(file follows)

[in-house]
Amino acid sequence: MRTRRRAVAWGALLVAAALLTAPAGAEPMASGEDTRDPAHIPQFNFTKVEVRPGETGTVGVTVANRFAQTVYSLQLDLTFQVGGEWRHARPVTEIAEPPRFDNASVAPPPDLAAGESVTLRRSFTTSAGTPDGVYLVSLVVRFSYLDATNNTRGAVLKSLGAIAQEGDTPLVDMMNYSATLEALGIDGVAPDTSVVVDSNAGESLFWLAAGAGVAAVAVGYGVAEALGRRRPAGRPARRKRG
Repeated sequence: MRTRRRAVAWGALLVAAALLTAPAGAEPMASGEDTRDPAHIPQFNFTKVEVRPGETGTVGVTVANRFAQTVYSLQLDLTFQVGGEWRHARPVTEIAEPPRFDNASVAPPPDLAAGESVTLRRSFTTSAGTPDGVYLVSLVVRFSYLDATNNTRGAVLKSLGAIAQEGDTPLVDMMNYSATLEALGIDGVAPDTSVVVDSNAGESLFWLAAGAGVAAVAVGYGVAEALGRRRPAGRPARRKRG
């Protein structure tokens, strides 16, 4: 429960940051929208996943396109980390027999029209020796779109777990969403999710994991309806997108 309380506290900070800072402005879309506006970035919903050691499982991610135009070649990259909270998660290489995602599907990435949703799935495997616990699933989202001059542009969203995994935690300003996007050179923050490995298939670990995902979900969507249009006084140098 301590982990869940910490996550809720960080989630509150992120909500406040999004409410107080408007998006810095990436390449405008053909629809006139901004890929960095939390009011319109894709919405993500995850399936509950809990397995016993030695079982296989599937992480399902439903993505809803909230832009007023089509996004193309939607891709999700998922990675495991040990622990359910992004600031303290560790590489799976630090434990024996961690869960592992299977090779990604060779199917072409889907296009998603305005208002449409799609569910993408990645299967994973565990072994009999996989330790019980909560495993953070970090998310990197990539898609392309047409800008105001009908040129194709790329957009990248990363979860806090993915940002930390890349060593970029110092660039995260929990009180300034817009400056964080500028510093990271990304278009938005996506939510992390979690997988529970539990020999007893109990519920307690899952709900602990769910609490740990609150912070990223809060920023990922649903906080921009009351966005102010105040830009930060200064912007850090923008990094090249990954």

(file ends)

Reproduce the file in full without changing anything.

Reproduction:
[in-house]
Amino acid sequence: MRTRRRAVAWGALLVAAALLTAPAGAEPMASGEDTRDPAHIPQFNFTKVEVRPGETGTVGVTVANRFAQTVYSLQLDLTFQVGGEWRHARPVTEIAEPPRFDNASVAPPPDLAAGESVTLRRSFTTSAGTPDGVYLVSLVVRFSYLDATNNTRGAVLKSLGAIAQEGDTPLVDMMNYSATLEALGIDGVAPDTSVVVDSNAGESLFWLAAGAGVAAVAVGYGVAEALGRRRPAGRPARRKRG
Repeated sequence: MRTRRRAVAWGALLVAAALLTAPAGAEPMASGEDTRDPAHIPQFNFTKVEVRPGETGTVGVTVANRFAQTVYSLQLDLTFQVGGEWRHARPVTEIAEPPRFDNASVAPPPDLAAGESVTLRRSFTTSAGTPDGVYLVSLVVRFSYLDATNNTRGAVLKSLGAIAQEGDTPLVDMMNYSATLEALGIDGVAPDTSVVVDSNAGESLFWLAAGAGVAAVAVGYGVAEALGRRRPAGRPARRKRG
């Protein structure tokens, strides 16, 4: 429960940051929208996943396109980390027999029209020796779109777990969403999710994991309806997108 309380506290900070800072402005879309506006970035919903050691499982991610135009070649990259909270998660290489995602599907990435949703799935495997616990699933989202001059542009969203995994935690300003996007050179923050490995298939670990995902979900969507249009006084140098 301590982990869940910490996550809720960080989630509150992120909500406040999004409410107080408007998006810095990436390449405008053909629809006139901004890929960095939390009011319109894709919405993500995850399936509950809990397995016993030695079982296989599937992480399902439903993505809803909230832009007023089509996004193309939607891709999700998922990675495991040990622990359910992004600031303290560790590489799976630090434990024996961690869960592992299977090779990604060779199917072409889907296009998603305005208002449409799609569910993408990645299967994973565990072994009999996989330790019980909560495993953070970090998310990197990539898609392309047409800008105001009908040129194709790329957009990248990363979860806090993915940002930390890349060593970029110092660039995260929990009180300034817009400056964080500028510093990271990304278009938005996506939510992390979690997988529970539990020999007893109990519920307690899952709900602990769910609490740990609150912070990223809060920023990922649903906080921009009351966005102010105040830009930060200064912007850090923008990094090249990954």